of staff was officially designated officer-in-charge of the pro-
staff, the headquarters office directors, and representative field
executives. The basic responsibility of the team was to deter- gram, serving in this capacity as the program's chief operating
mine the program's objectives and broad technical approach officer and immediate supervisor of the program coordinator.
and to validate the program process and structure to be imple- Policy Leadersbip. The strategic management team contin-
mented. The program consultant's recommendations were ued to. provide policy oversight to the program by reviewing
based on a thorough review of EEOC plans, planning experi-program plans and policies and task forces' recommendations,
ence and practices, and internal culture, and on the intensiveand by monitoring progress in fashioning and implementing
sessions with the team members. strategies.

Technical Leadersbip. A program coordinator's position

Program Objectives
was created to provide detailed operational direction to the
The EEOC Strategic Management Program was driven by program-developing detailed program plans, guiding and
the following five principal objectives: monitoring the work of program task forces, and staffing the
strategic management team. During Phase II, this position was
1. Identify significant change challenges facing the
EEOC and fashion action strategies to address the shared by the two senior managers who had participated in
challenges. the original design effort. In Phase III, the position was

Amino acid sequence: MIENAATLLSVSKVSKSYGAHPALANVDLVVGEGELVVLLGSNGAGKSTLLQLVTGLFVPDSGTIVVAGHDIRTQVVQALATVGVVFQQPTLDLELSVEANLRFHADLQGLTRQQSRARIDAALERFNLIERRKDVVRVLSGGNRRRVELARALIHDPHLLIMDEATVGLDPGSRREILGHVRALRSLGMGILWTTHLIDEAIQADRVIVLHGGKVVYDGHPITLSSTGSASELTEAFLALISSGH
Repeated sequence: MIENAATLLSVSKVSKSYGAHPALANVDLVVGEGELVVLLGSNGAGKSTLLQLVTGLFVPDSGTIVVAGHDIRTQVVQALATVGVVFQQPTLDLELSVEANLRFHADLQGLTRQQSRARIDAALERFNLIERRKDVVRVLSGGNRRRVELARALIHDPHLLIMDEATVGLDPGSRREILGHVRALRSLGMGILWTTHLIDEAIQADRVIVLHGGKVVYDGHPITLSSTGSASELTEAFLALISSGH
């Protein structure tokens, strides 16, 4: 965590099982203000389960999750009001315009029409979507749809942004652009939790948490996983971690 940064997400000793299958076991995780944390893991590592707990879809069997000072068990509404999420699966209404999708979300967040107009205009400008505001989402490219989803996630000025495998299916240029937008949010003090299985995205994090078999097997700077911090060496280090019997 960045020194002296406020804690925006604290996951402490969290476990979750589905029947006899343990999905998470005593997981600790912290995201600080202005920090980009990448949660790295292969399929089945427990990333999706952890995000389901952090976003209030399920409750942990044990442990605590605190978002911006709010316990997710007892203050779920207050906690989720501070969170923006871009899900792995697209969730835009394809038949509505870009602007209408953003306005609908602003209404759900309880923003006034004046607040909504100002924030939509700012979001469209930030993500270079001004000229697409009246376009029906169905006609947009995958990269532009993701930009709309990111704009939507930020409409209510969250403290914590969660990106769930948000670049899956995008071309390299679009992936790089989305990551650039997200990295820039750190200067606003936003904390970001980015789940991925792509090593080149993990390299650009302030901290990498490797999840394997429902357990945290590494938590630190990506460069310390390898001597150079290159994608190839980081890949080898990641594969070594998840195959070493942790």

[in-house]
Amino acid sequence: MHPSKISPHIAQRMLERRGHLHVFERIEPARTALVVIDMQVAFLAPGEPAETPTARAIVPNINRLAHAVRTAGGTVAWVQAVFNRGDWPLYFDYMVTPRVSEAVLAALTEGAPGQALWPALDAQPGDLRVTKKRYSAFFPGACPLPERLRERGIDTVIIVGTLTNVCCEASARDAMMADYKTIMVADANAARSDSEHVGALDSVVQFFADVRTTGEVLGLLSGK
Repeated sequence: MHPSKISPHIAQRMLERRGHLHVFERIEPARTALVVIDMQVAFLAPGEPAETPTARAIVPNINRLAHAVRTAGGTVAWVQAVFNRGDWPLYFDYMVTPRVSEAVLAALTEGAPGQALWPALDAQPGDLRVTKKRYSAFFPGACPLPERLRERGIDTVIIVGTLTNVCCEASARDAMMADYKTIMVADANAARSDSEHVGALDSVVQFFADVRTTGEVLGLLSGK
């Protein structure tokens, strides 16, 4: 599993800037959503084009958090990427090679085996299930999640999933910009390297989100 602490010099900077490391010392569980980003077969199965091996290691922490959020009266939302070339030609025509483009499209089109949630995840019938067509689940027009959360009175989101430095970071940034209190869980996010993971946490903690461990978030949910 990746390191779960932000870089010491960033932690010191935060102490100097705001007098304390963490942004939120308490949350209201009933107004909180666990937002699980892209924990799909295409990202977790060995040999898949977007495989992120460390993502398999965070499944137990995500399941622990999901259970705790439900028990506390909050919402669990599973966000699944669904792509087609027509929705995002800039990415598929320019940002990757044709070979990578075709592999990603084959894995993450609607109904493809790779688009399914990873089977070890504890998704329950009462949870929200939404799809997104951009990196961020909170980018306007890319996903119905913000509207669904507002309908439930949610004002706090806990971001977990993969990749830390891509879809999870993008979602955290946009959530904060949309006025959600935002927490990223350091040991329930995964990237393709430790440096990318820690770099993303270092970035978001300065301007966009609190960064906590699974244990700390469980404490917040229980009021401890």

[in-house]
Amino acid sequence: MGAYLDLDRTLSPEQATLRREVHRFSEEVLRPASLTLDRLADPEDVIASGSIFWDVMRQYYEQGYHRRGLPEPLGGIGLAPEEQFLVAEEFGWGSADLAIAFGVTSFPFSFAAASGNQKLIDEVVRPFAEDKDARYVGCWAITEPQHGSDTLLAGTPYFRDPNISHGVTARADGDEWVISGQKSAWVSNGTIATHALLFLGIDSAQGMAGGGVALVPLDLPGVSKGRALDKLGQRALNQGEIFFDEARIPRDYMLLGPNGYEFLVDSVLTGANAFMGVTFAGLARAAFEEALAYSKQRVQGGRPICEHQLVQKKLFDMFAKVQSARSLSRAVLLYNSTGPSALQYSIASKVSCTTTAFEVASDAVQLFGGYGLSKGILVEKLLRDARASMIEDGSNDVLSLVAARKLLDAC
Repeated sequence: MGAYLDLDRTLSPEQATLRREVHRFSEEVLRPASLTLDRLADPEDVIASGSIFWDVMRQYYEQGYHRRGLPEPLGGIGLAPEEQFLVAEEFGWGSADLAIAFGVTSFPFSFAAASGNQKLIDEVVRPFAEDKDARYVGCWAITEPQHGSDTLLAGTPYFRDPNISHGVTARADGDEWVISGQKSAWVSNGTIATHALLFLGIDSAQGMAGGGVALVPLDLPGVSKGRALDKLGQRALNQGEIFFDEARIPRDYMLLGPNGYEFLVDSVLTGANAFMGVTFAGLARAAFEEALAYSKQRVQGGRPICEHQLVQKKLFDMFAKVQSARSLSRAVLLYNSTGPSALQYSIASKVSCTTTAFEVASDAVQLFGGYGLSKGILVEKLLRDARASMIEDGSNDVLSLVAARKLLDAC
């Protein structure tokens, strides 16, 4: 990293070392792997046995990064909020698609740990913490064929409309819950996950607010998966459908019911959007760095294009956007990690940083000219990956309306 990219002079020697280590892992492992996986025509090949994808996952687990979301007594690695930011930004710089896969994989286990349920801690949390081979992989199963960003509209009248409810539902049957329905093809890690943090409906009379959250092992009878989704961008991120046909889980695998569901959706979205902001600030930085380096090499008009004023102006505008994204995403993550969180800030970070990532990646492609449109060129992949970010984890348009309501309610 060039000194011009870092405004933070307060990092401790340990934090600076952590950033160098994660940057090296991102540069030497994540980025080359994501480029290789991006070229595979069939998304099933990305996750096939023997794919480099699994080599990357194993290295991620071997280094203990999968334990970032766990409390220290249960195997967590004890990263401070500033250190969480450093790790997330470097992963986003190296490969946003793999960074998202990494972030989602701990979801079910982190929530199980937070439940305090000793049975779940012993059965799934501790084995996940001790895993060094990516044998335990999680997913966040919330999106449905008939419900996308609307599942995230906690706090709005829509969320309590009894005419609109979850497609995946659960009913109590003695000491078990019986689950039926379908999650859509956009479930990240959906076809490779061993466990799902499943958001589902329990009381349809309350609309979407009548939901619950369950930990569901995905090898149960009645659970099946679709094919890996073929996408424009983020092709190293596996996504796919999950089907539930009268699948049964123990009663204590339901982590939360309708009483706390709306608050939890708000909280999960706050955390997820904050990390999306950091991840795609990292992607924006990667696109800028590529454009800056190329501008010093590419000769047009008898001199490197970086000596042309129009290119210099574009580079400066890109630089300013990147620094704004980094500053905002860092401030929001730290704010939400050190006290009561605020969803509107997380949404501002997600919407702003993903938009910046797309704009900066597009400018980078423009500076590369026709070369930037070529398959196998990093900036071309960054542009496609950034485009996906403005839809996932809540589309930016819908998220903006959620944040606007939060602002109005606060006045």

shared by a senior staff person in the Office of the Chairman

Change in Chewable Bites: Applying Strategic Management at EEOC 131

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and the head of the Executive Secretariat. A Technical
Coordinating Committee, chaired by the chief of staff andPartcipant
con- in the work seion were impressed
sisting of the program coordinator and heads of the task
forces, was established to provide detailed operational guid-
ance to the program and to resolve design and operational
by the agency's accomplishments over the past decade,
issues as they arose.
as reported by the internal environmental scan group,

Phase II: Broad Strategic Directions but uxre sobered by the grim resource picture.

and Issue Identification ty issues," as "reasonable, fair, and objective," and as "highly
responsible and free of red tape."

July Strategic Work Session

External and Internal Scans
The culminating event of Phase II was an intensive two-day
strategic work session in July 1991, where some 80 executive Using a creative visual presentation, the external environ-
and senior managers participated actively in exploring the mental scan group identified several significant trends for
agency's values and vision, examining environmental trends work-session participants, including the continuing population
and conditions, assessing agency strengths and weaknesses, shift westward and southward, growing representation of
identifying several change challenges facing the agency, and women and minorities in the civilian labor force, specifically